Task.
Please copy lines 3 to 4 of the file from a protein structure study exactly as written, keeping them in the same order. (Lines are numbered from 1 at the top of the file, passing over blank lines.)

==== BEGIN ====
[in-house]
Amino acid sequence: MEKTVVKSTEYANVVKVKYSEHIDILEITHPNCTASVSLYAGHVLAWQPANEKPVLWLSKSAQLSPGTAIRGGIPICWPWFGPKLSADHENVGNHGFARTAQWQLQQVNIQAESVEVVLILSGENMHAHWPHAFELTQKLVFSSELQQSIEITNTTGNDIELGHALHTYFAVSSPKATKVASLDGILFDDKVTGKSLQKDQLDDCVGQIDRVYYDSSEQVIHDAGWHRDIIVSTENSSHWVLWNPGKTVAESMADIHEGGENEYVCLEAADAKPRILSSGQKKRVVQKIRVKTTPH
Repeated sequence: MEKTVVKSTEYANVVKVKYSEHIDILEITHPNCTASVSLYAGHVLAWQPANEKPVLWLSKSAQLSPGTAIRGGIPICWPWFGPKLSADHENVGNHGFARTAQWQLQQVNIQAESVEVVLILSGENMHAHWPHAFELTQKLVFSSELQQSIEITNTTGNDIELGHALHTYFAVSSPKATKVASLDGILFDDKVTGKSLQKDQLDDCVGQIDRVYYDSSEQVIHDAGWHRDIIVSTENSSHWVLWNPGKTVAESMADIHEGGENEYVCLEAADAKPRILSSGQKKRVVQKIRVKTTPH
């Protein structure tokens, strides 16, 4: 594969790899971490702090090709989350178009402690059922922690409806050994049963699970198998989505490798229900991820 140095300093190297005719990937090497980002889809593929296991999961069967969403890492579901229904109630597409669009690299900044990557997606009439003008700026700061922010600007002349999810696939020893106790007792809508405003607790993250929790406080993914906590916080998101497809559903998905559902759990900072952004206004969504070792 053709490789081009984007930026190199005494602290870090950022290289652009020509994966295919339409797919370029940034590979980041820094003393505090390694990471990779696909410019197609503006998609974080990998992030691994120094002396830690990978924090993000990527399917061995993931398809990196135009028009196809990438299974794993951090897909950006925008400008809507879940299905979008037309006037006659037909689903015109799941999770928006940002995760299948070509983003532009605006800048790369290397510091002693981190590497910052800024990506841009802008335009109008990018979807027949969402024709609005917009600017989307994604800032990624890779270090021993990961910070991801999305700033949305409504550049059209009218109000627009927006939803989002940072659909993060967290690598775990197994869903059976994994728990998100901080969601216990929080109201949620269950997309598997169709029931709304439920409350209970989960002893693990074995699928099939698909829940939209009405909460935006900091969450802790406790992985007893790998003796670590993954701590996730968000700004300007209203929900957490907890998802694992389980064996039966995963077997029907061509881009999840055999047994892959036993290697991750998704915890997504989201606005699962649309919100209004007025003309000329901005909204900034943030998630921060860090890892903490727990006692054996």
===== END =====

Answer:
Repeated sequence: MEKTVVKSTEYANVVKVKYSEHIDILEITHPNCTASVSLYAGHVLAWQPANEKPVLWLSKSAQLSPGTAIRGGIPICWPWFGPKLSADHENVGNHGFARTAQWQLQQVNIQAESVEVVLILSGENMHAHWPHAFELTQKLVFSSELQQSIEITNTTGNDIELGHALHTYFAVSSPKATKVASLDGILFDDKVTGKSLQKDQLDDCVGQIDRVYYDSSEQVIHDAGWHRDIIVSTENSSHWVLWNPGKTVAESMADIHEGGENEYVCLEAADAKPRILSSGQKKRVVQKIRVKTTPH
């Protein structure tokens, strides 16, 4: 594969790899971490702090090709989350178009402690059922922690409806050994049963699970198998989505490798229900991820 140095300093190297005719990937090497980002889809593929296991999961069967969403890492579901229904109630597409669009690299900044990557997606009439003008700026700061922010600007002349999810696939020893106790007792809508405003607790993250929790406080993914906590916080998101497809559903998905559902759990900072952004206004969504070792 053709490789081009984007930026190199005494602290870090950022290289652009020509994966295919339409797919370029940034590979980041820094003393505090390694990471990779696909410019197609503006998609974080990998992030691994120094002396830690990978924090993000990527399917061995993931398809990196135009028009196809990438299974794993951090897909950006925008400008809507879940299905979008037309006037006659037909689903015109799941999770928006940002995760299948070509983003532009605006800048790369290397510091002693981190590497910052800024990506841009802008335009109008990018979807027949969402024709609005917009600017989307994604800032990624890779270090021993990961910070991801999305700033949305409504550049059209009218109000627009927006939803989002940072659909993060967290690598775990197994869903059976994994728990998100901080969601216990929080109201949620269950997309598997169709029931709304439920409350209970989960002893693990074995699928099939698909829940939209009405909460935006900091969450802790406790992985007893790998003796670590993954701590996730968000700004300007209203929900957490907890998802694992389980064996039966995963077997029907061509881009999840055999047994892959036993290697991750998704915890997504989201606005699962649309919100209004007025003309000329901005909204900034943030998630921060860090890892903490727990006692054996």